The Southern Baptist Foreign Mission Board responded with a letter in February 1976 asking President Ford “to take whatever steps are necessary, as soon as possible, to make clear, in our country and abroad, that missionaries and clergy throughout the world are not to be used by the Central Intelligence Agency (CIA) or any other intelligence agency of our government.”
The FMB, today known as the International Mission Board, made a similar request to President Jimmy Carter, after members of his administration indicated they were not opposed to the use of religious workers as intelligence agents.
CIA Director Stansfield Turner told a House panel in March 1980 that a prohibition against intelligence relationships with members of religious, media or academic organizations would be an “unwarranted limitation of flexibility.” Another White House official supported regulation of relationships between the intelligence community and clergy but said an outright ban on using religious organizations would be “unwise.”
The issue arose again in 1982, when FMB President Keith Parks and Executive Vice President William O’Brien met with CIA director William Casey about the board’s position that involving missionaries in espionage violates the constitutionally mandated separation of church and state. Parks told Casey that any CIA use of missionaries “jeopardizes not only the work of missionaries but has the potential of putting them in a dangerous situation and even jeopardizes their lives as well as our being able to stay and work in various countries.”
In 2005, Venezuelan President Hugo Chavez kicked New Tribes Mission, a church-planting and Bible-translating mission agency, out of the country alleging the group had ties to the CIA. That came on the heels of controversy after religious broadcaster Pat Robertson said on television that the U.S. government should assassinate Chavez to protect American oil interests.
Jim Smith, interim global missions coordinator for the Cooperative Baptist Fellowship, said he has not heard any CBF field personnel refer to anyone from the government probing them for information pertinent to their country or service location.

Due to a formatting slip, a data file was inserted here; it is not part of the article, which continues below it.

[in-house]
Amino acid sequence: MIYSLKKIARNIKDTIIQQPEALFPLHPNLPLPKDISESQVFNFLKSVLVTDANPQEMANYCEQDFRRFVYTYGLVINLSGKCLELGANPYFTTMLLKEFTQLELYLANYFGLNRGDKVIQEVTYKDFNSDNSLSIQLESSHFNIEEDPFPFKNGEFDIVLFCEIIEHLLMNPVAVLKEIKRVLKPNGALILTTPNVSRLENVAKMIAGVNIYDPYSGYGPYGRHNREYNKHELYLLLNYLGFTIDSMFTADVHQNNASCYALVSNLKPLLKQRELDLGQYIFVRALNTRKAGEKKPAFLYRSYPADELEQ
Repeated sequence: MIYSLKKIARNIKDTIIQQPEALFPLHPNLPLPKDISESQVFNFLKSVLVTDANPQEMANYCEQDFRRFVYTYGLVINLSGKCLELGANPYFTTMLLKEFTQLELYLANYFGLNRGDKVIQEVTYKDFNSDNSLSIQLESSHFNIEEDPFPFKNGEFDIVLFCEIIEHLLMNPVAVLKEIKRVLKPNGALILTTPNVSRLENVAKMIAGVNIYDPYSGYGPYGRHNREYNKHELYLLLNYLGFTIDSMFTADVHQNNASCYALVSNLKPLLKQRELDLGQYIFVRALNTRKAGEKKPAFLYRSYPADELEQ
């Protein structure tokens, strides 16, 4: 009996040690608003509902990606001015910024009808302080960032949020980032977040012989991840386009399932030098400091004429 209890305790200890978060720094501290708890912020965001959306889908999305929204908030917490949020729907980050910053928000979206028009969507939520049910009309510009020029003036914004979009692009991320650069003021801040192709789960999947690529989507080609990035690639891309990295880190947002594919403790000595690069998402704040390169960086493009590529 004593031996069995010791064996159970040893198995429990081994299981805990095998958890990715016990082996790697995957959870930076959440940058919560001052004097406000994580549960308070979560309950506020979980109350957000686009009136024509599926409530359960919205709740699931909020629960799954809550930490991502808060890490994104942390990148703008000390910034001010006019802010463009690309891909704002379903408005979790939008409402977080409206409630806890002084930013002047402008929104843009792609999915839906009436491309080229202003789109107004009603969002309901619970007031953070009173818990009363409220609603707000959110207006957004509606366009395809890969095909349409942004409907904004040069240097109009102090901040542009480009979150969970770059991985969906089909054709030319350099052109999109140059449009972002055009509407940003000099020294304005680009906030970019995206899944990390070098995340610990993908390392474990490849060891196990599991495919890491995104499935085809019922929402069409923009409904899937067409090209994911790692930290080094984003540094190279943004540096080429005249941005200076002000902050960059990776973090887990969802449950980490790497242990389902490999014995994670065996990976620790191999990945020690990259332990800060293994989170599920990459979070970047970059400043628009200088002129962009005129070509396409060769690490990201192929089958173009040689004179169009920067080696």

“I’ve found that our field personnel are not attracting interest by the CIA or other government agencies for their work around the world,” Smith said. “They work in a low-key fashion attempting to identify local assets and talents to help communities become transformed into a healthier entity. This approach tends to introduce less outside assets into a situation and therefore causes less wake to be formed.”
“Our people tend to stick close to the poor and marginalized,” Smith said. “We do encourage everyone to be advocates for justice and freedom. Usually that comes from a position of weakness, especially overseas, but it’s the stance we encourage.”
Campolo’s full “statement of regret” follows:
“In a conversation conducted on a radio show, an off the cuff statement was made that I regret because it can cause problems. In the conversation I was referencing Sen. Mark Hatfield, then on the Senate Foreign Relations Committee, took action to call into question whereby in certain cases missionaries were being debriefed upon return from the mission field by U.S. government officials. Any symbolism of the practice has long since been discontinued.
“It was wrong of me to even bring up that this ever existed. This does not contribute to the building up of the Kingdom and I regret making these remarks.”